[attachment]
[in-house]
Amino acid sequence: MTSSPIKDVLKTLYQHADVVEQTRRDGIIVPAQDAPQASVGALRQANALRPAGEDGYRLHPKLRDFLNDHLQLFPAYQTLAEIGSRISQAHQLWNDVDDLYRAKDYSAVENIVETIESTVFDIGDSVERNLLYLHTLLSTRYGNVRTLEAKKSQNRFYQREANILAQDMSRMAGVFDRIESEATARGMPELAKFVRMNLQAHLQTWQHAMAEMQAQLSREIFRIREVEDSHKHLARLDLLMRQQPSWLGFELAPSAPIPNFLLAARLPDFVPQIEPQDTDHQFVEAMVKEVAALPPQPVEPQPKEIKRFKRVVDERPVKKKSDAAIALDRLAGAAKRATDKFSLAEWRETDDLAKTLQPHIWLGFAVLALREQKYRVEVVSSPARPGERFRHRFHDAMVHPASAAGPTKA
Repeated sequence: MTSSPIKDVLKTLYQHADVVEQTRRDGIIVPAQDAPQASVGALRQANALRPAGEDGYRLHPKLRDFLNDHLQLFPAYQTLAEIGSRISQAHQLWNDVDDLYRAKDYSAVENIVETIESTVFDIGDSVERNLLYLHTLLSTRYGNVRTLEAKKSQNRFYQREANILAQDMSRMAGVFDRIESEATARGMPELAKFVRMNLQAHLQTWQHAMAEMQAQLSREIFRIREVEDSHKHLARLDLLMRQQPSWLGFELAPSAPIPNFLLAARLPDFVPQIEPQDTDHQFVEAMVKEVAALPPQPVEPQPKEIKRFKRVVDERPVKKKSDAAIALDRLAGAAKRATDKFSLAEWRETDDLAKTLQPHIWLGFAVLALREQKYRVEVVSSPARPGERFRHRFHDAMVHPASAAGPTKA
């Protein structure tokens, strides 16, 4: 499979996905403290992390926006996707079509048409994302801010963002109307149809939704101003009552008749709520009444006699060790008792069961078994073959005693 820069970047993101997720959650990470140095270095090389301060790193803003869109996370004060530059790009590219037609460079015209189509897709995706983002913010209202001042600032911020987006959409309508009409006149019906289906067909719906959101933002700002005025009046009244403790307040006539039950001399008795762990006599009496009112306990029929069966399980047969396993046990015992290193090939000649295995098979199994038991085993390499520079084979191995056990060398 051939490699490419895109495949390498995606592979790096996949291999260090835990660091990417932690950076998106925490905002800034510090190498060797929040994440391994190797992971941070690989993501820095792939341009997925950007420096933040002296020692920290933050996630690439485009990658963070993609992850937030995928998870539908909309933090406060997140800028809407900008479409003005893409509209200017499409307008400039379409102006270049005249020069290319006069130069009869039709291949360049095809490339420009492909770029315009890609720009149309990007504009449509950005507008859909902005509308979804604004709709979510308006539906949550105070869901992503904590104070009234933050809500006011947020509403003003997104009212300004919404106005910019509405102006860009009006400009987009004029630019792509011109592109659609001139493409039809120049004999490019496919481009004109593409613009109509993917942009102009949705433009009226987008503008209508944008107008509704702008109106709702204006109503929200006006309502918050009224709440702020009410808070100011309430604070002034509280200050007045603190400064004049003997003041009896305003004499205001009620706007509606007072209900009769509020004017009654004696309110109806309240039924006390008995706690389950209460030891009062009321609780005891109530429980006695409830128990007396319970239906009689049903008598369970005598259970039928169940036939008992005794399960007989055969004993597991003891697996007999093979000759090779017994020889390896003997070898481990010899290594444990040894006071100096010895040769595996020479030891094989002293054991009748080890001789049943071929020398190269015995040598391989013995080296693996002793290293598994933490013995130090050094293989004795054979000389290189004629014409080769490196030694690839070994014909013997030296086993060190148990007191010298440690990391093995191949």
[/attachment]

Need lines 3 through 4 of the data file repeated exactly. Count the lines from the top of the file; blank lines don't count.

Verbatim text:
Repeated sequence: MTSSPIKDVLKTLYQHADVVEQTRRDGIIVPAQDAPQASVGALRQANALRPAGEDGYRLHPKLRDFLNDHLQLFPAYQTLAEIGSRISQAHQLWNDVDDLYRAKDYSAVENIVETIESTVFDIGDSVERNLLYLHTLLSTRYGNVRTLEAKKSQNRFYQREANILAQDMSRMAGVFDRIESEATARGMPELAKFVRMNLQAHLQTWQHAMAEMQAQLSREIFRIREVEDSHKHLARLDLLMRQQPSWLGFELAPSAPIPNFLLAARLPDFVPQIEPQDTDHQFVEAMVKEVAALPPQPVEPQPKEIKRFKRVVDERPVKKKSDAAIALDRLAGAAKRATDKFSLAEWRETDDLAKTLQPHIWLGFAVLALREQKYRVEVVSSPARPGERFRHRFHDAMVHPASAAGPTKA
């Protein structure tokens, strides 16, 4: 499979996905403290992390926006996707079509048409994302801010963002109307149809939704101003009552008749709520009444006699060790008792069961078994073959005693 820069970047993101997720959650990470140095270095090389301060790193803003869109996370004060530059790009590219037609460079015209189509897709995706983002913010209202001042600032911020987006959409309508009409006149019906289906067909719906959101933002700002005025009046009244403790307040006539039950001399008795762990006599009496009112306990029929069966399980047969396993046990015992290193090939000649295995098979199994038991085993390499520079084979191995056990060398 051939490699490419895109495949390498995606592979790096996949291999260090835990660091990417932690950076998106925490905002800034510090190498060797929040994440391994190797992971941070690989993501820095792939341009997925950007420096933040002296020692920290933050996630690439485009990658963070993609992850937030995928998870539908909309933090406060997140800028809407900008479409003005893409509209200017499409307008400039379409102006270049005249020069290319006069130069009869039709291949360049095809490339420009492909770029315009890609720009149309990007504009449509950005507008859909902005509308979804604004709709979510308006539906949550105070869901992503904590104070009234933050809500006011947020509403003003997104009212300004919404106005910019509405102006860009009006400009987009004029630019792509011109592109659609001139493409039809120049004999490019496919481009004109593409613009109509993917942009102009949705433009009226987008503008209508944008107008509704702008109106709702204006109503929200006006309502918050009224709440702020009410808070100011309430604070002034509280200050007045603190400064004049003997003041009896305003004499205001009620706007509606007072209900009769509020004017009654004696309110109806309240039924006390008995706690389950209460030891009062009321609780005891109530429980006695409830128990007396319970239906009689049903008598369970005598259970039928169940036939008992005794399960007989055969004993597991003891697996007999093979000759090779017994020889390896003997070898481990010899290594444990040894006071100096010895040769595996020479030891094989002293054991009748080890001789049943071929020398190269015995040598391989013995080296693996002793290293598994933490013995130090050094293989004795054979000389290189004629014409080769490196030694690839070994014909013997030296086993060190148990007191010298440690990391093995191949």